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Fake? The Art of Deception by Mark Jones

Fake? The Art of Deception

by Mark Jones

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Absolutely fascinating from the layperson's point-of-view. My only quibble is that there are not photographs for each entry, even though the references in the text indicate that there should be. But what is there is excellent. I wonder if there is a more fully illustrated edition available? Or if the decision to not include some photographs was made just before publication. ( )
  leavesandpages | Mar 17, 2014 |
This is one of the best books for those interested in forgeries of art works, and it also contains commentary of reproductions of some literary forgeries. What makes it so outstanding is the numerous illustrations, generally in color, of forged objects, often placed next to objects that they imitate. The chief complaint that I have about the pictures is that not every object in the exhibit is pictured, but it is even so a very large book. Thomas Hoving drew upon this work in writing False Impressions, so it is well worth having on hand to reference when reading his book.

This book also discusses the many gray areas in reproductions. Copying other artists' work is a legitimate form of training, high quality reproductions are made as souvenirs, or for people content with imitations (I several pieces from the New York Metropolitan of Art) and these may later be taken for original works if there were not carefully marked as imitations.

Further, in other times, it was considered proper to restore an item to its original condition without marking the restored parts. One restorer, finding a statue and a head made out of the same type of marble, put them together. This attitude often persists in other cultures. One can certainly understand that pieces still in use, say images in a place of worship, would be repaired. I was traveling with a friend, and she was lamenting that works in the originally medieval churches had been replaced by new productions, even though the new productions usually attempted to imitate the original style. I said that I hoped that the battered pieces had gone to a museum, but after all, these places were in use in the community and one can understand making repairs.

Other issues arise. One piece, initially thought to be a Gothic piece, was removed from exhibition when it was discovered to be an imitation. Later, it was again place on exhibition, this time as a legitimate Neo-gothic work. The authors also noted that judging authenticity in other cultures can be problematic. If an African artist carves a dance mask, and it is used, that is authentic. If the same artist carves a similar piece that is not used in dancing, that is inauthentic.

The authors do not really discuss the issue that interest laypeople: if a painting was a masterpiece when it was thought to be done by a famous artist, why is it so much less important (and valuable) when it is thought to be done by a student (in which case it may not have been intended as a forgery) or when it is an original work proved to be a forgery (like van Meegeren's "Vermeers". ) There is also the problem of artists workshops in earlier times, where, quite legitimately as they then saw it, the work might only be designed and have the finishing touches done by the master, In the case of van Meegeren, or course, the problem is that he is altering history, and this is a serious issue. On the other hand, if the painting is good, it is still good if it is known to be recent and is correctly attributed. Not issues that art docents are fond of.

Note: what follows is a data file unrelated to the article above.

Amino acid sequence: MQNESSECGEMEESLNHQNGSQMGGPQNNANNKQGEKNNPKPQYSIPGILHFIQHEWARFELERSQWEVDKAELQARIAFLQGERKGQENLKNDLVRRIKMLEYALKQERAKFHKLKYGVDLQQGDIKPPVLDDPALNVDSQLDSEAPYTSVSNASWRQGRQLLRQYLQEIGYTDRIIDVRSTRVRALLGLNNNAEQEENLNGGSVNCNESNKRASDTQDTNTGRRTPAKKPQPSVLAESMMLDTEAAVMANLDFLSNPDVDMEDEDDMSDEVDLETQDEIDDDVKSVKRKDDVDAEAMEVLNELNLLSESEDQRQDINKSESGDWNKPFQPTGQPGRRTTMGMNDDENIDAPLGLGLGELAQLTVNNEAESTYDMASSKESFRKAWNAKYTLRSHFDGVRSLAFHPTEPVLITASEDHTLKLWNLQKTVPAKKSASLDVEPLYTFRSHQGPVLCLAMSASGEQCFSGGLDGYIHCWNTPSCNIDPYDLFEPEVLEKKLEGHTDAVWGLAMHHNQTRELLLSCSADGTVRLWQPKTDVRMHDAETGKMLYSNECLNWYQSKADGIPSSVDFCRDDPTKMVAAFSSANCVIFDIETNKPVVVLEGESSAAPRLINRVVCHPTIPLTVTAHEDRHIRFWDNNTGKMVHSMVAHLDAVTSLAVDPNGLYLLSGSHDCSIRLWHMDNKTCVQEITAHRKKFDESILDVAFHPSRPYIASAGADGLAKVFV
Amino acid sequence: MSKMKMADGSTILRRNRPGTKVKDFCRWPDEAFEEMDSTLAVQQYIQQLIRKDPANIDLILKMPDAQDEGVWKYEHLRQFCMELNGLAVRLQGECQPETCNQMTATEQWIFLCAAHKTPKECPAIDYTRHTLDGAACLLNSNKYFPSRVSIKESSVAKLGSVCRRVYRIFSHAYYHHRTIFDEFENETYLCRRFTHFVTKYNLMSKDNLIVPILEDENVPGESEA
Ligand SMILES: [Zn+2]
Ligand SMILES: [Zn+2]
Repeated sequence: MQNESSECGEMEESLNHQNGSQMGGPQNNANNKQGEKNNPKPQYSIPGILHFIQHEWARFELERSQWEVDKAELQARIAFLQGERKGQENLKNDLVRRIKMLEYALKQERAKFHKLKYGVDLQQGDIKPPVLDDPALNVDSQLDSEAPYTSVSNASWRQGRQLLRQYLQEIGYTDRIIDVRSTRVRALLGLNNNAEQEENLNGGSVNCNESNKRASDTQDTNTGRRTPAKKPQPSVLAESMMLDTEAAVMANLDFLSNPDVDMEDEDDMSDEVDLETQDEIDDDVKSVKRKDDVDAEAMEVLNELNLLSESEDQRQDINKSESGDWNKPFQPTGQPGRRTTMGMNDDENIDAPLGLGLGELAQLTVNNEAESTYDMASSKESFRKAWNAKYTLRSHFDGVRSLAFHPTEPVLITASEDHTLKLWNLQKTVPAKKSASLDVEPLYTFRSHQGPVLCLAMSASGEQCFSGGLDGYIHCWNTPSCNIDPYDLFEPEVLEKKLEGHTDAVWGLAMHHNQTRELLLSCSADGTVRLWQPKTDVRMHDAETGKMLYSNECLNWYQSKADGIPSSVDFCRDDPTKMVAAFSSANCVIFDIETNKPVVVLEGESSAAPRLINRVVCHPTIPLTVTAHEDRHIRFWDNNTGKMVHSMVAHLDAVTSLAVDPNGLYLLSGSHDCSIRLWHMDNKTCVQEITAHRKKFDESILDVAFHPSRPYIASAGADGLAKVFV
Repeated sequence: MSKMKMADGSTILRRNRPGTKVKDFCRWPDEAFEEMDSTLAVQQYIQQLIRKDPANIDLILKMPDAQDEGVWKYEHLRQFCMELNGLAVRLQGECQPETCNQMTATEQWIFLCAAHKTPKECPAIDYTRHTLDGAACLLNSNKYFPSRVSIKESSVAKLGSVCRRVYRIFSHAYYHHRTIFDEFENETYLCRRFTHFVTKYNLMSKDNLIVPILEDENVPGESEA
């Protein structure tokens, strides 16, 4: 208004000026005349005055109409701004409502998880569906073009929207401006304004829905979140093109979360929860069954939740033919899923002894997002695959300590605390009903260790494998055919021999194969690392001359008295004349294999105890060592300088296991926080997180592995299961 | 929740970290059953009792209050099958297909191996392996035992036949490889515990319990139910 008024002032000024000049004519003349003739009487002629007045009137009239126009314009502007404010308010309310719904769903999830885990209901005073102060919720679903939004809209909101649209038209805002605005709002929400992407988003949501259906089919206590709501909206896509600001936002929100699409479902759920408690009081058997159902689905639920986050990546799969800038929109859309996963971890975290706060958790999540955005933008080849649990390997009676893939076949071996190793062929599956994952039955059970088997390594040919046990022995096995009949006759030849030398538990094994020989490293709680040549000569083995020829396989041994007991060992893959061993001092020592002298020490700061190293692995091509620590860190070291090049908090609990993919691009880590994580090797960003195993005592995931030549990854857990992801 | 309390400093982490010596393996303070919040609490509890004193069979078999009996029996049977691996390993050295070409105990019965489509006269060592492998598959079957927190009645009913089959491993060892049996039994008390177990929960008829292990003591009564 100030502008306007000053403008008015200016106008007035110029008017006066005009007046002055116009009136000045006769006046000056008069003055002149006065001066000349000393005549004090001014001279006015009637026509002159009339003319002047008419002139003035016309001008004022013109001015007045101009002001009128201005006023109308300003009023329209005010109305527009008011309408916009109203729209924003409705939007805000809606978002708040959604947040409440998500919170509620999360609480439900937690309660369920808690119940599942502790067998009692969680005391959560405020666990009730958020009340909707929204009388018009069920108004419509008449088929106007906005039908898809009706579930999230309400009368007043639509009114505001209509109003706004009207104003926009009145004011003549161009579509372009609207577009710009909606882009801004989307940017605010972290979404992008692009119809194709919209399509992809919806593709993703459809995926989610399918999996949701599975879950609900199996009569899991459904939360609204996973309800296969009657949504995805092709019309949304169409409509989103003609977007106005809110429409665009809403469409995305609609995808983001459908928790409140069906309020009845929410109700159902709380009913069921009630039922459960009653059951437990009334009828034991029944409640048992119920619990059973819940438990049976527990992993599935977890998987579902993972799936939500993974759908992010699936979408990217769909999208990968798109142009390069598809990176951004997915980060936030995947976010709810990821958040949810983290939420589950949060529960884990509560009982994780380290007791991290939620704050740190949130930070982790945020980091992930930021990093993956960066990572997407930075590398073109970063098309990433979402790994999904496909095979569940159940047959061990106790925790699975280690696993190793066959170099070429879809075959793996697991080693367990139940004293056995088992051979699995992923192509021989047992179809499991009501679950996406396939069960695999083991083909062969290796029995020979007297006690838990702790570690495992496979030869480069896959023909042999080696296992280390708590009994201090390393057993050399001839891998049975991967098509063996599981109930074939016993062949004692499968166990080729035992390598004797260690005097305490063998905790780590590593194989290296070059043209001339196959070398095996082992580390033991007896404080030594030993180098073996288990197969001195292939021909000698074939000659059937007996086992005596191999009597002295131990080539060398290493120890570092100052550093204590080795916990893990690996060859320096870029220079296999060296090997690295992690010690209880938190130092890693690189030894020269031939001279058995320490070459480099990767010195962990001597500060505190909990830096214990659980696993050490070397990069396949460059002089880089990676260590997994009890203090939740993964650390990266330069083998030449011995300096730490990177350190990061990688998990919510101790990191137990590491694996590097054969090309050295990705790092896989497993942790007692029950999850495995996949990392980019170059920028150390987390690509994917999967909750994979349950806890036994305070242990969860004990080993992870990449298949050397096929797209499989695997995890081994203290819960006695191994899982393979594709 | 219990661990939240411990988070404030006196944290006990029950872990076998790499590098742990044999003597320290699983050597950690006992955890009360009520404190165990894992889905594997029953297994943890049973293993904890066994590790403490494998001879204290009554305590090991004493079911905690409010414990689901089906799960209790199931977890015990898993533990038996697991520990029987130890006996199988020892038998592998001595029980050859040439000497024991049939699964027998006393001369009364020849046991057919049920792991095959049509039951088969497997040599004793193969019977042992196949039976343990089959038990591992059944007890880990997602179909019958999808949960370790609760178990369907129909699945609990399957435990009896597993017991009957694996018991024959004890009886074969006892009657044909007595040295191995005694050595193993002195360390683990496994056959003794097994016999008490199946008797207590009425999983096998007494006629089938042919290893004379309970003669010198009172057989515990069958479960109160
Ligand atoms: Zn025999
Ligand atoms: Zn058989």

An excellent book, and a picture being work a thousand words, as useful as several poorly illustrated monographs. ( )
1 vote juglicerr | Dec 27, 2010 |
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Fake? is an exhibition about deception, or rather, the material evidence of the myriad deceptions practised by men upon their fellows over three millennia.
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Amazon.com Product Description (ISBN 0520070879, Paperback)

What is a fake and why are fakes made? Did the forgers of the Turin Shroud and Piltdown Man have the same motives? Does a famous Vermeer cease to be beautiful when it turns out to be a Van Meegeren? Is the Piranesi Vase an eighteenth-century masterpiece or a faked-up antique? Fakes, argue the contributors to this volume, have always been unjustly neglected, especially given the unparalleled evidence they provide of the values and perceptions of both those who make them and those who commission them.
Included in this major survey of fakes and forgeries from ancient Babylonia to the present day are more than 600 objects from the British Museum and other outstanding collections. There are spectacular fakes once hailed as masterpieces of ancient and modern art. There are musical instruments and manuscripts, Chinese bronzes and Chelsea porcelain. There are literary and documentary frauds and political forgeries that have changed the course of history.
Both the methods of making fakes and the recent scientific advances in their detection are described, but many puzzles remain. The book concludes with a discussion of intriguing cases like the Vinland Map, the "Aztec" rock-crystal skull, and the mysterious discoveries at Glozel, which continue to perplex curator, historian, and scientist alike.

(retrieved from Amazon Thu, 12 Mar 2015 18:23:34 -0400)

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